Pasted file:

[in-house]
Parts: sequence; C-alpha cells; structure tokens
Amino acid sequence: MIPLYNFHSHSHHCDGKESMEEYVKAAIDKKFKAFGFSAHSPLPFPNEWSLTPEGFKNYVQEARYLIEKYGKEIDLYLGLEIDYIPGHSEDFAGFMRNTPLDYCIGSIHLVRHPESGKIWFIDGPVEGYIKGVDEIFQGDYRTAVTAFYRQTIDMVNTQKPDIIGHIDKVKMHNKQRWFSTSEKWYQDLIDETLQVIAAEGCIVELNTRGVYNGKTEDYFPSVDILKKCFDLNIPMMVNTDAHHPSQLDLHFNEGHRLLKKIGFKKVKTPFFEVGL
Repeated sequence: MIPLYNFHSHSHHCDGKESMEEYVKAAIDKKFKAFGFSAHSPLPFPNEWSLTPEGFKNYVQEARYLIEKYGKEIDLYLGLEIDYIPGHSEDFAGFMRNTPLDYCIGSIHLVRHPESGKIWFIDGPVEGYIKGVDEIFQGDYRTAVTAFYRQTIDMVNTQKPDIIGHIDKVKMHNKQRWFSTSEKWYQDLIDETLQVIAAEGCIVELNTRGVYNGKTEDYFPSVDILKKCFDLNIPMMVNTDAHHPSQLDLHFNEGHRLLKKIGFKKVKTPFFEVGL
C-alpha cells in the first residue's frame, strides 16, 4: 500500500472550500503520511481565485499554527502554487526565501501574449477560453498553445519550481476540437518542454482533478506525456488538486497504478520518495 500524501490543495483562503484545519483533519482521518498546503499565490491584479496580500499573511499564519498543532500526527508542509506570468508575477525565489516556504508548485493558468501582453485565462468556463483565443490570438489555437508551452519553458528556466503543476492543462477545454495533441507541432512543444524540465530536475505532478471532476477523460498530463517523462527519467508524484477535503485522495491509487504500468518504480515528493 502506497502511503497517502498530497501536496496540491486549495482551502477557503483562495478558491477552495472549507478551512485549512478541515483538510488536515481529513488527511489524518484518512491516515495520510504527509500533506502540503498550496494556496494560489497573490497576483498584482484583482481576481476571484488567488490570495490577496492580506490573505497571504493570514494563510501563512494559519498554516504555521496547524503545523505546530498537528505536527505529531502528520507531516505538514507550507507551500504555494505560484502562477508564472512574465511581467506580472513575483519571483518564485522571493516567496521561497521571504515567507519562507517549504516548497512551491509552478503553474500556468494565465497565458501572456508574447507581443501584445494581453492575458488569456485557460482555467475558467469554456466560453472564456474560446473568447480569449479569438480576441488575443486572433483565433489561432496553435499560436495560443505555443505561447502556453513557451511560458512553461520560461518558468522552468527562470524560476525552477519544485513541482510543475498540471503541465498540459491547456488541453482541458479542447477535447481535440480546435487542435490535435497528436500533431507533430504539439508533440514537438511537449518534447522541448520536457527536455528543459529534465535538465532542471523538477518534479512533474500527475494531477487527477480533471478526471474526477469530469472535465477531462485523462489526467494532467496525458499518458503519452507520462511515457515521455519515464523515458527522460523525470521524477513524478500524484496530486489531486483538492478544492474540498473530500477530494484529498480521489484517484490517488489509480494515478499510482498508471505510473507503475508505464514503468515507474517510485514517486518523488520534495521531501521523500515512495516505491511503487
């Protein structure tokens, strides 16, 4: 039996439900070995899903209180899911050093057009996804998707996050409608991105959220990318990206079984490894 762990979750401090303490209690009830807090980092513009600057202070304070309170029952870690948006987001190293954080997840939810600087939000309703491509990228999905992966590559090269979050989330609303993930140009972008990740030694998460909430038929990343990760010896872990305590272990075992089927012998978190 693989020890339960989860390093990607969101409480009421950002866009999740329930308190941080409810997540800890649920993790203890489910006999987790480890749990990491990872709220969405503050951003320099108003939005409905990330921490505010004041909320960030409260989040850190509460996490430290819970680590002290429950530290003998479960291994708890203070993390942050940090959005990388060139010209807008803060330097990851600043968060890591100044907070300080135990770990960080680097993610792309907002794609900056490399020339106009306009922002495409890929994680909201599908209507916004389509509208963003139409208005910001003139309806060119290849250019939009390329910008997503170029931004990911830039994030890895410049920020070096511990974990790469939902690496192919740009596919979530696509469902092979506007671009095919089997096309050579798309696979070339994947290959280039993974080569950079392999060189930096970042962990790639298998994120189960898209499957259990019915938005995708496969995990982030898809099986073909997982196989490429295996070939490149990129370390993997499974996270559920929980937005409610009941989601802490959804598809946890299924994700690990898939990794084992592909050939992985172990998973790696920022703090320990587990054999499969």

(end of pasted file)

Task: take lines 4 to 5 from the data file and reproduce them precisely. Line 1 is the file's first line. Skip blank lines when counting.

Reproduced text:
Repeated sequence: MIPLYNFHSHSHHCDGKESMEEYVKAAIDKKFKAFGFSAHSPLPFPNEWSLTPEGFKNYVQEARYLIEKYGKEIDLYLGLEIDYIPGHSEDFAGFMRNTPLDYCIGSIHLVRHPESGKIWFIDGPVEGYIKGVDEIFQGDYRTAVTAFYRQTIDMVNTQKPDIIGHIDKVKMHNKQRWFSTSEKWYQDLIDETLQVIAAEGCIVELNTRGVYNGKTEDYFPSVDILKKCFDLNIPMMVNTDAHHPSQLDLHFNEGHRLLKKIGFKKVKTPFFEVGL
C-alpha cells in the first residue's frame, strides 16, 4: 500500500472550500503520511481565485499554527502554487526565501501574449477560453498553445519550481476540437518542454482533478506525456488538486497504478520518495 500524501490543495483562503484545519483533519482521518498546503499565490491584479496580500499573511499564519498543532500526527508542509506570468508575477525565489516556504508548485493558468501582453485565462468556463483565443490570438489555437508551452519553458528556466503543476492543462477545454495533441507541432512543444524540465530536475505532478471532476477523460498530463517523462527519467508524484477535503485522495491509487504500468518504480515528493 502506497502511503497517502498530497501536496496540491486549495482551502477557503483562495478558491477552495472549507478551512485549512478541515483538510488536515481529513488527511489524518484518512491516515495520510504527509500533506502540503498550496494556496494560489497573490497576483498584482484583482481576481476571484488567488490570495490577496492580506490573505497571504493570514494563510501563512494559519498554516504555521496547524503545523505546530498537528505536527505529531502528520507531516505538514507550507507551500504555494505560484502562477508564472512574465511581467506580472513575483519571483518564485522571493516567496521561497521571504515567507519562507517549504516548497512551491509552478503553474500556468494565465497565458501572456508574447507581443501584445494581453492575458488569456485557460482555467475558467469554456466560453472564456474560446473568447480569449479569438480576441488575443486572433483565433489561432496553435499560436495560443505555443505561447502556453513557451511560458512553461520560461518558468522552468527562470524560476525552477519544485513541482510543475498540471503541465498540459491547456488541453482541458479542447477535447481535440480546435487542435490535435497528436500533431507533430504539439508533440514537438511537449518534447522541448520536457527536455528543459529534465535538465532542471523538477518534479512533474500527475494531477487527477480533471478526471474526477469530469472535465477531462485523462489526467494532467496525458499518458503519452507520462511515457515521455519515464523515458527522460523525470521524477513524478500524484496530486489531486483538492478544492474540498473530500477530494484529498480521489484517484490517488489509480494515478499510482498508471505510473507503475508505464514503468515507474517510485514517486518523488520534495521531501521523500515512495516505491511503487